Netflix in Cuba, yeah, right

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Netflix in Cuba, yeah, right

Net­flix CEO Reed Hast­ings announced on Monday

We are delighted to finally be able to offer Net­flix to the peo­ple of Cuba, con­nect­ing them with sto­ries they will love from all over the world,” said Net­flix co-​founder and CEO Reed Hast­ings. “Cuba has great film­mak­ers and a robust arts cul­ture and one day we hope to be able to bring their work to our global audi­ence of over 57 mil­lion members.”

Sounds great, doesn’t it?

Now imag­ine if you, gen­tle reader, had to pay 40% of your gross salary for the priv­i­lege. How great does that sound to you?

The aver­age Cuban max­i­mum salary, accord­ing to law, is the equiv­a­lent of US$20. Twenty dol­lars. And, accord­ing to Net­flix, Cubans Will Gain Access to A Broad Range of Orig­i­nal Series, Movies, Doc­u­men­taries, Stand-​up Com­edy Spe­cials and TV Shows Start­ing At $7.99 “as Inter­net access improves and credit and debit cards become more widely available.”

Sounds opti­mistic, doesn’t it?

About five per­cent of res­i­dents have inter­net access, and the aver­age monthly wage was just $20 in 2013. Addi­tion­ally, Cuba’s inter­net infra­struc­ture is grow­ing, but it’s still a lux­ury for many res­i­dents. In Jan­u­ary, the country’s state-​owned tele­com, ETECSA, launched the first pub­lic WiFi facil­ity in San­ti­ago de Cuba, charg­ing $4.50 an hour — and that’s for those who already own WiFi-​capable devices.

In prac­ti­cal terms, for any­one to access Net­flix, they need

  • some­thing to watch it on
  • inter­net connection
  • dis­cre­tionary income
  • (inter­na­tional) pay­ment method that can be billed on a sub­scrip­tion basis

Who, in Cuba, has all four of those require­ments? The rul­ing elite. The aver­age Cuban on the other hand, has this:

Car­los Éire asks,

So, if 98% of Cubans can’t afford Net­flix or gain access to its ser­vices, why is this deal tak­ing place and why are news ser­vices pay­ing so much atten­tion to it, even declar­ing it a “sig­nif­i­cant” move?

Because it “proves” that the “his­toric” thaw in U.S. –Cuba rela­tions is real and that the for­eign pol­icy of the cur­rent occu­pant of the White House is a great success!

Smoke and mir­rors. Illu­sion. This is how the Big Lie becomes The Truth.

Next stop, North Korea?

Netflix CEO Reed Hastings announced on Monday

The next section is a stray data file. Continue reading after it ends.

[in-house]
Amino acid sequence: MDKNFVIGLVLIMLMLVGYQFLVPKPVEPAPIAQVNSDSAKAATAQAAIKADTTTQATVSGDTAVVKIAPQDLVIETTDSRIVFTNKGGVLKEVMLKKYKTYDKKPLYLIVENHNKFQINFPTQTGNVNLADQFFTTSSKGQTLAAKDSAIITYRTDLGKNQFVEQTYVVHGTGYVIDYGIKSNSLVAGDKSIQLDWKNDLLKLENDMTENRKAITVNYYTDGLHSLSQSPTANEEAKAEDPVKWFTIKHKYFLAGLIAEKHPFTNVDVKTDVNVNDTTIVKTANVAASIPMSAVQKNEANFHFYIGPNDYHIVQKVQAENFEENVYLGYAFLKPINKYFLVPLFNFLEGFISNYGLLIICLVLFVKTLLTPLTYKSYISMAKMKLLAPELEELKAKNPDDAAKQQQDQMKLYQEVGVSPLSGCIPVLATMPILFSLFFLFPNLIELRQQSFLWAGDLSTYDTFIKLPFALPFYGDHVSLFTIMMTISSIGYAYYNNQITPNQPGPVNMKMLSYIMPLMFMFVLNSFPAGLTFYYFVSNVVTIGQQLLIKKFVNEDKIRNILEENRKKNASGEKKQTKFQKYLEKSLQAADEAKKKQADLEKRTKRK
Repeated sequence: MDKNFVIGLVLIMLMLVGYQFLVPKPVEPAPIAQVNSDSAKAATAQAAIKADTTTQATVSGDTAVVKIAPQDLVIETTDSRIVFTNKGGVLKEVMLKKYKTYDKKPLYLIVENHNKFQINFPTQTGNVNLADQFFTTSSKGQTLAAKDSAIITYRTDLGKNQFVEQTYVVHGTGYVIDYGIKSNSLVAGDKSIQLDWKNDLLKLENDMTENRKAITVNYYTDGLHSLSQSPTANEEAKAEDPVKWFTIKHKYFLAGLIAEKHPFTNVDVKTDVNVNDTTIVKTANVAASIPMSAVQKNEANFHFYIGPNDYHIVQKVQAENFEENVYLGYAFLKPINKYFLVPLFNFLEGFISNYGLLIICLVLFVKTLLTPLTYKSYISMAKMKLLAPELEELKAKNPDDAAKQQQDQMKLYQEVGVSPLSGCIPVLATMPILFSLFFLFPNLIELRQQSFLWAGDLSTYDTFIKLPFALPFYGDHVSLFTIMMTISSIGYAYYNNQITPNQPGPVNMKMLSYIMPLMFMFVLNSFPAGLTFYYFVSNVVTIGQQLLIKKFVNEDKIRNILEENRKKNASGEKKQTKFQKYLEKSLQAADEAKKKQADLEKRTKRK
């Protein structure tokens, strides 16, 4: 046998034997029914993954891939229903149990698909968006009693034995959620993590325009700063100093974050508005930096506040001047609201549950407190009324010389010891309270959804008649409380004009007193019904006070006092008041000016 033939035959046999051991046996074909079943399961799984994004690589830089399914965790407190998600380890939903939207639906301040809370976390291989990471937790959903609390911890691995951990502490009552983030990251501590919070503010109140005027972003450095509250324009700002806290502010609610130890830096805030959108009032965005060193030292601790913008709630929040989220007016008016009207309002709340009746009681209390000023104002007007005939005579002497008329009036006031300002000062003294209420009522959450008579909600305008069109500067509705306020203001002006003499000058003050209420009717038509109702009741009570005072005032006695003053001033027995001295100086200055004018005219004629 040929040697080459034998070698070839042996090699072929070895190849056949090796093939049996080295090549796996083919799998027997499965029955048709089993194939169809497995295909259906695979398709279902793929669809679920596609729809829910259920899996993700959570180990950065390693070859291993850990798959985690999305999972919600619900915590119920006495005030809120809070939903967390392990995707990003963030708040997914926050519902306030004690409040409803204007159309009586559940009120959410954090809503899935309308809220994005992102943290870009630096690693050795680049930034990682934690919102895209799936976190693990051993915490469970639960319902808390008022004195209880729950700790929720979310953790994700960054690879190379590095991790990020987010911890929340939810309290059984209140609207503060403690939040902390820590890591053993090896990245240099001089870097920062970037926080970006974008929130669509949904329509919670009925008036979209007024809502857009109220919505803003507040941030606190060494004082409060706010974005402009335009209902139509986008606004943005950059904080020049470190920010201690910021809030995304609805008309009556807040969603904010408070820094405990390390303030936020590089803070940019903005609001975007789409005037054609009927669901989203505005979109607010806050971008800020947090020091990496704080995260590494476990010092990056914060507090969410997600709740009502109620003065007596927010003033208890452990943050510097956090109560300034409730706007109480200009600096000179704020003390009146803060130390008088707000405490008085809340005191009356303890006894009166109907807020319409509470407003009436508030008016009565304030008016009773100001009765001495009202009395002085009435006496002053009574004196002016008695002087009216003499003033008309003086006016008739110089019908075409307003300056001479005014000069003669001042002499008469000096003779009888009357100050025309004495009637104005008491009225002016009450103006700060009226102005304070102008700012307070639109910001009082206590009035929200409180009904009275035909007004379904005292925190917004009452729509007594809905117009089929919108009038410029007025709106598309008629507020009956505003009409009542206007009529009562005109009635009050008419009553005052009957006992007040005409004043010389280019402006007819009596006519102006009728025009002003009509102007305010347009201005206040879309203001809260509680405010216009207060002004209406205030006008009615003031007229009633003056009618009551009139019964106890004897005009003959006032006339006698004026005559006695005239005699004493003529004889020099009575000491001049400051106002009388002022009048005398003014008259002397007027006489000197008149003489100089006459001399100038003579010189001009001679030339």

“We are delighted to finally be able to offer Netflix to the people of Cuba, connecting them with stories they will love from all over the world,” said Netflix co-founder and CEO Reed Hastings. “Cuba has great filmmakers and a robust arts culture and one day we hope to be able to bring their work to our global audience of over 57 million members.”

Sounds great, doesn’t it?

Now imagine if you, gentle reader, had to pay 40% of your gross salary for the privilege. How great does that sound to you?

The average Cuban maximum salary, according to law, is the equivalent of US$20. Twenty dollars. And, according to Netflix, Cubans Will Gain Access to A Broad Range of Original Series, Movies, Documentaries, Stand-up Comedy Specials and TV Shows Starting At $7.99 “as Internet access improves and credit and debit cards become more widely available.”

Sounds optimistic, doesn’t it?

About five percent of residents have internet access, and the average monthly wage was just $20 in 2013. Additionally, Cuba’s internet infrastructure is growing, but it’s still a luxury for many residents. In January, the country’s state-owned telecom, ETECSA, launched the first public WiFi facility in Santiago de Cuba, charging $4.50 an hour — and that’s for those who already own WiFi-capable devices.

In practical terms, for anyone to access Netflix, they need

  • something to watch it on
  • internet connection
  • discretionary income
  • (international) payment method that can be billed on a subscription basis

Who, in Cuba, has all four of those requirements? The ruling elite. The average Cuban on the other hand, has this:

Carlos Eire asks,

So, if 98% of Cubans can’t afford Netflix or gain access to its services, why is this deal taking place and why are news services paying so much attention to it, even declaring it a “significant” move?

Because it “proves” that the “historic” thaw in U.S. -Cuba relations is real and that the foreign policy of the current occupant of the White House is a great success!

Smoke and mirrors. Illusion. This is how the Big Lie becomes The Truth.

Next stop, North Korea?